Few studies have examined APA mechanisms in ASD. Studying a small sample of children with ASD, Schmitz et al. (2003) found a unique pattern of atypical muscle activation/deactivation during a task of postural control. During this test, participants were seated in a chair with their left elbow flexed at 90° while their forearm rested on a support attached to the chair. A load was attached to a bracelet on the participant's left wrist. In trials of self-initiated unloading, participants unloaded the bracelet using their right hand when they felt ready. To stabilize their left forearm after unloading, healthy controls showed anticipatory adjustments involving activity in the biceps brachii 15 ms before unloading the weight. This change was followed by a stretch reflex of triceps brachii after the onset of unloading. In contrast, children with ASD showed delayed biceps brachii activation with its onset 58 ms after unloading and triceps activity attenuation throughout the trial. Results thus indicate that individuals with ASD are less able to use APA mechanisms to maintain postural control during self-initiated activities.
The neurophysiological substrates of APA have been examined in ASD using electroencephalogram (EEG) during imposed and self-initiated unloading tasks (Martineau et al., 2004). While EEG provides high frequency information on neocortical activity, it is less suitable for directly studying cerebellar mechanisms. However, given the known effects of cerebellar activity on motor and parietal cortical activity, analysis of EEG data during tests of APA and postural control may offer some insight into cortical-cerebellar functions in ASD (Manto et al., 2012).
During an externally-imposed unloading task, decreased power density at 6–8 Hz was observed after unloading corresponding to the cortical responses recorded during involuntary arm reflexes. This cortical response was identified bilaterally over motor cortices (i.e., C3 and C4) in both control children and children with ASD suggesting that unloading reflexes are intact in ASD (Schmitz et al., 2003). During a self-initiated bimanual unloading task, control children showed a significant decrease in power density above C3 and C4 400–500 ms before the onset of the action. However, children with ASD did not show corresponding anticipatory decreases in power density suggesting deficits in cortical systems involved in forward control mechanisms supporting APAs as well as possibly their cerebellar targets. However, this pattern of deficit appears to be different from what has been reported for patients with cerebellar lesions (Horak and Diener, 1994). While individuals with ASD show antagonist muscle activations that are largely delayed and depressed, postural corrections in patients with cerebellar lesions show a pattern of overshooting. Determining the mechanisms contributing to deficits in forward control processes involved in postural stability will be important for identifying abnormal circuits in ASD. This information may be particularly important in the context of findings that postural stability provides a critical foundation for a range of more complex and fine-grained motor behaviors.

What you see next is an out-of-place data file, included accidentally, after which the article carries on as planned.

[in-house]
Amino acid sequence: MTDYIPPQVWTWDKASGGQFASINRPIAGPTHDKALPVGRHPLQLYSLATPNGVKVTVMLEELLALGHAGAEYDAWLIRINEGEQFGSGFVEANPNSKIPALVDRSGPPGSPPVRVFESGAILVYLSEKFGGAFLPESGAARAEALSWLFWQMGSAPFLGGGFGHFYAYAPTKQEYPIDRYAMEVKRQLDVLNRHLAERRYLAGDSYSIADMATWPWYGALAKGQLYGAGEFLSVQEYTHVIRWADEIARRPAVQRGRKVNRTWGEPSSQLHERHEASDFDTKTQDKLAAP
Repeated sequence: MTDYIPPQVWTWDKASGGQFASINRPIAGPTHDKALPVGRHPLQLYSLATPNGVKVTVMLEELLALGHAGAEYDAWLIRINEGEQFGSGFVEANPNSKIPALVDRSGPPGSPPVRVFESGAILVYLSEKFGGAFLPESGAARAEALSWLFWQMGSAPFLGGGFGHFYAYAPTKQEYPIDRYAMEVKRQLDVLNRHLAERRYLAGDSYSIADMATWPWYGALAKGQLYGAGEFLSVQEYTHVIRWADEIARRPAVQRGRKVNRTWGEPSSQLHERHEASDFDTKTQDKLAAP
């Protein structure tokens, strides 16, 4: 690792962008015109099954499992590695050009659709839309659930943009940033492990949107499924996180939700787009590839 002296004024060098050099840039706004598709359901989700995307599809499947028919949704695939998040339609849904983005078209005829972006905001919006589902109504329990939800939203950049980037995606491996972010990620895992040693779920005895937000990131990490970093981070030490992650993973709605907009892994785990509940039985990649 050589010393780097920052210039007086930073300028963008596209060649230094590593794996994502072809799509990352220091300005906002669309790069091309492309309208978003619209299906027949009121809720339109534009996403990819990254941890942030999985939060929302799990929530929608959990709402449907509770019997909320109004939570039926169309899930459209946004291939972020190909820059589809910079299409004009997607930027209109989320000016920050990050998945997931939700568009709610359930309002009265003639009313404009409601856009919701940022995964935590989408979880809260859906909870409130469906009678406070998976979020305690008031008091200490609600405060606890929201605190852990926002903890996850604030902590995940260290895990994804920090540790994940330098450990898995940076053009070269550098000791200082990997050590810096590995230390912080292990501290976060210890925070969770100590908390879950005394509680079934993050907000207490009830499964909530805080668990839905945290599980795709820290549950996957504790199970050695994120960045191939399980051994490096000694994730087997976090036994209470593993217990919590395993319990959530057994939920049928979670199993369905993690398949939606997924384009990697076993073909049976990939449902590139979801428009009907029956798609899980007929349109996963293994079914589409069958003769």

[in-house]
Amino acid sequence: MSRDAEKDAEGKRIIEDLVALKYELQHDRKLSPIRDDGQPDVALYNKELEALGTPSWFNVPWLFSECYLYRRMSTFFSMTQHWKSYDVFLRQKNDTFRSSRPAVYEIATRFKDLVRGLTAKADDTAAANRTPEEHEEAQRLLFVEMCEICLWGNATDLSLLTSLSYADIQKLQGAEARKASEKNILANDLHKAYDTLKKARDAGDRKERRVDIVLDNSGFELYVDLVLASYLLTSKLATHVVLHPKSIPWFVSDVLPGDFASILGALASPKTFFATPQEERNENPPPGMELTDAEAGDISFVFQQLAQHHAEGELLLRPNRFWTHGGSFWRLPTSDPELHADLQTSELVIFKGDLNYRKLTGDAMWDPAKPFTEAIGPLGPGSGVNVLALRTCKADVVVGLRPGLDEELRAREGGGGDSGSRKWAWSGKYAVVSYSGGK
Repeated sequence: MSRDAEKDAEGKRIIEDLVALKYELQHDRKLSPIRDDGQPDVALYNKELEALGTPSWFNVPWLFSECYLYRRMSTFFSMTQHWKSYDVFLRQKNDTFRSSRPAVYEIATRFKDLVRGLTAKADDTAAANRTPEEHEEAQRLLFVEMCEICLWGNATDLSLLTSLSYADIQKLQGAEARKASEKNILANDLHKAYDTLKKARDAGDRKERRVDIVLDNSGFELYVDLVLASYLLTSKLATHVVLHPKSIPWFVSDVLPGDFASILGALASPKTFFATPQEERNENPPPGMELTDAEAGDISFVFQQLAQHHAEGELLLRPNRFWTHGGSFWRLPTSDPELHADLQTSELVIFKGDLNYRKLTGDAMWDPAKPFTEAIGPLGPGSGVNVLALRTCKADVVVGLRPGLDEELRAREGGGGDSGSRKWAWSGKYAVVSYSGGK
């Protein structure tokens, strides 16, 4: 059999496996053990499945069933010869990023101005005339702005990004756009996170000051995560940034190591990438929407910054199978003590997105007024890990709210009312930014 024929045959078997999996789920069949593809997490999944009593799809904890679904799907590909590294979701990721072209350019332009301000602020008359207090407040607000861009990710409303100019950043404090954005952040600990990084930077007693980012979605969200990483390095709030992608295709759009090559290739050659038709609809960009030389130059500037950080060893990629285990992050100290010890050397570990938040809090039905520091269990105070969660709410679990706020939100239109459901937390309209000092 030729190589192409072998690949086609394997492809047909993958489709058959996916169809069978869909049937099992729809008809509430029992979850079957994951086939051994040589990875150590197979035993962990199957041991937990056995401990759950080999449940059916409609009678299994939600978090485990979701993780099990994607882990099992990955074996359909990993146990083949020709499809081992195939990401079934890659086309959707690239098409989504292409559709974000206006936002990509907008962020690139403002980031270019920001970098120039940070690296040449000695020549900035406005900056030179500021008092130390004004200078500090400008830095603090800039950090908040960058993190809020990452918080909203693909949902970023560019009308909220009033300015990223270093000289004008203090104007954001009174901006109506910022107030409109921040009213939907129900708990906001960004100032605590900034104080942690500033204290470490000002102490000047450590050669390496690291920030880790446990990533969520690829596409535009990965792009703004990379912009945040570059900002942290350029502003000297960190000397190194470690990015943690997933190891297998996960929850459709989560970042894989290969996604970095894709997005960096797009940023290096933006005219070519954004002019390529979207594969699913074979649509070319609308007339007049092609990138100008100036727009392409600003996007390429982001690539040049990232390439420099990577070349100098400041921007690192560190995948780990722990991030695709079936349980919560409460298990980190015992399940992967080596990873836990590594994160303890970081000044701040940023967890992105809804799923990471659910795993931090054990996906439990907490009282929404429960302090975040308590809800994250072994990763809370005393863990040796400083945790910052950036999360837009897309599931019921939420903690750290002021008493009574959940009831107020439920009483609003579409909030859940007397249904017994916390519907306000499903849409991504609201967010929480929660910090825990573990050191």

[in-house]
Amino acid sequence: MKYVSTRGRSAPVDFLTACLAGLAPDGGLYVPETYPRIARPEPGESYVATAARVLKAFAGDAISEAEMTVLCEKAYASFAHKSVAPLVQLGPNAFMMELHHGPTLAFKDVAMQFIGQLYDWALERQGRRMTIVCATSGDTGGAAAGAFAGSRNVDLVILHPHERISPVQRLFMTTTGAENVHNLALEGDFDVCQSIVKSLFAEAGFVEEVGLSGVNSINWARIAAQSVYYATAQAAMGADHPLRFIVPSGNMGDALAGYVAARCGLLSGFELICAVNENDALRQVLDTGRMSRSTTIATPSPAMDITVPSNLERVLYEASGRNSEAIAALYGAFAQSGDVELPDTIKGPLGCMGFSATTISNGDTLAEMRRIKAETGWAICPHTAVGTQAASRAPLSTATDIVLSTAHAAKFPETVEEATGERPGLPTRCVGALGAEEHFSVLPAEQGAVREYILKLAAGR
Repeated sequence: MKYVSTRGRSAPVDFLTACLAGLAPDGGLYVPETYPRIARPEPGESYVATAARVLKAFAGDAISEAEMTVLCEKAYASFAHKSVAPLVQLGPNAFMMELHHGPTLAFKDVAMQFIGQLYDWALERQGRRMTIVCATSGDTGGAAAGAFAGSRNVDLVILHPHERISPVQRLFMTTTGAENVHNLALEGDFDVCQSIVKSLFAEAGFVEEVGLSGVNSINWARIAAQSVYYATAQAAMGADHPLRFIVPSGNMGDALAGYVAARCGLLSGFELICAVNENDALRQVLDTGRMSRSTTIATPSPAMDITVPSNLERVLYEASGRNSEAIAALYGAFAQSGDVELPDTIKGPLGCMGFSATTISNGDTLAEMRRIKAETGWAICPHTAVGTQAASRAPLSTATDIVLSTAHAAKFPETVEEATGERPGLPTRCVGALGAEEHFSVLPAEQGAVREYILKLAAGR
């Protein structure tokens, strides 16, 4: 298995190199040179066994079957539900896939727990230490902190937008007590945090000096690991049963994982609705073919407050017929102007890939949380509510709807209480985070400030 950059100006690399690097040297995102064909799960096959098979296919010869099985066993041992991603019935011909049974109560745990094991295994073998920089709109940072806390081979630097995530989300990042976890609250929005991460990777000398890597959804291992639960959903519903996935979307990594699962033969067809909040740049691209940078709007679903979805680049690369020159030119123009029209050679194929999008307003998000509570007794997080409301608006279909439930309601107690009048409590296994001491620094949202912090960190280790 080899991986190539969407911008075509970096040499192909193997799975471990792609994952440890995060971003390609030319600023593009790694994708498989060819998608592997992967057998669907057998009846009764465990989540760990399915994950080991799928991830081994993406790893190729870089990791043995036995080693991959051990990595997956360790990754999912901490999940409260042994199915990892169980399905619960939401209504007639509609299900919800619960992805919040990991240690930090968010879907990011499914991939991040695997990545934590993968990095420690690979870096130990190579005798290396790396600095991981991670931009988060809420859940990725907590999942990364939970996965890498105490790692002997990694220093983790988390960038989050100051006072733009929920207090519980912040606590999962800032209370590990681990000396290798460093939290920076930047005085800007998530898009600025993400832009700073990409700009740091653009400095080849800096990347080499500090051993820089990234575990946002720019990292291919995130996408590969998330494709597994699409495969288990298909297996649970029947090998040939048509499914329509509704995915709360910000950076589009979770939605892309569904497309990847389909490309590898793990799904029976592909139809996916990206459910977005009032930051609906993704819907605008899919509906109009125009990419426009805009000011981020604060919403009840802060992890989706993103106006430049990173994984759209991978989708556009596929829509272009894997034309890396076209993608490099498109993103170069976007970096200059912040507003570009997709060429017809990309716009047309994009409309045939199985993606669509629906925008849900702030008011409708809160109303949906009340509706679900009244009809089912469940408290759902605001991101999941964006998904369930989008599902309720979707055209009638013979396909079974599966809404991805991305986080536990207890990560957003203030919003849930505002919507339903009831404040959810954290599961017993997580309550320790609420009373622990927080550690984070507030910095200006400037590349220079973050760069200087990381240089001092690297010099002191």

During studies of balance, individuals with ASD have been found to show increased postural sway across the lifespan (Molloy et al., 2003; Minshew et al., 2004; Chang et al., 2010; Fournier et al., 2010a; Radonovich et al., 2013; Memari et al., 2014). An important observation from these studies is that children with ASD showed greater medio-lateral as opposed to anterior-posterior postural sway, and that their medio-lateral range of motion was greater than that for typically developing controls (Kohen-Raz et al., 1992; Chang et al., 2010; Fournier et al., 2010a; Memari et al., 2014). Increased postural sway in medio-lateral directions during quiet stance is commonly observed in young children under the age of 10 years who show a reduced ability to maintain balance in the anterior-posterior direction causing them to increase their base of support in medio-lateral directions to compensate from internal perturbations (Maki et al., 1990; Riach and Starkes, 1994; Slobounov and Newell, 1994; Prieto, 1996). Studies documenting postural instability in ASD thus suggest that this system remains immature throughout development (Minshew et al., 2004).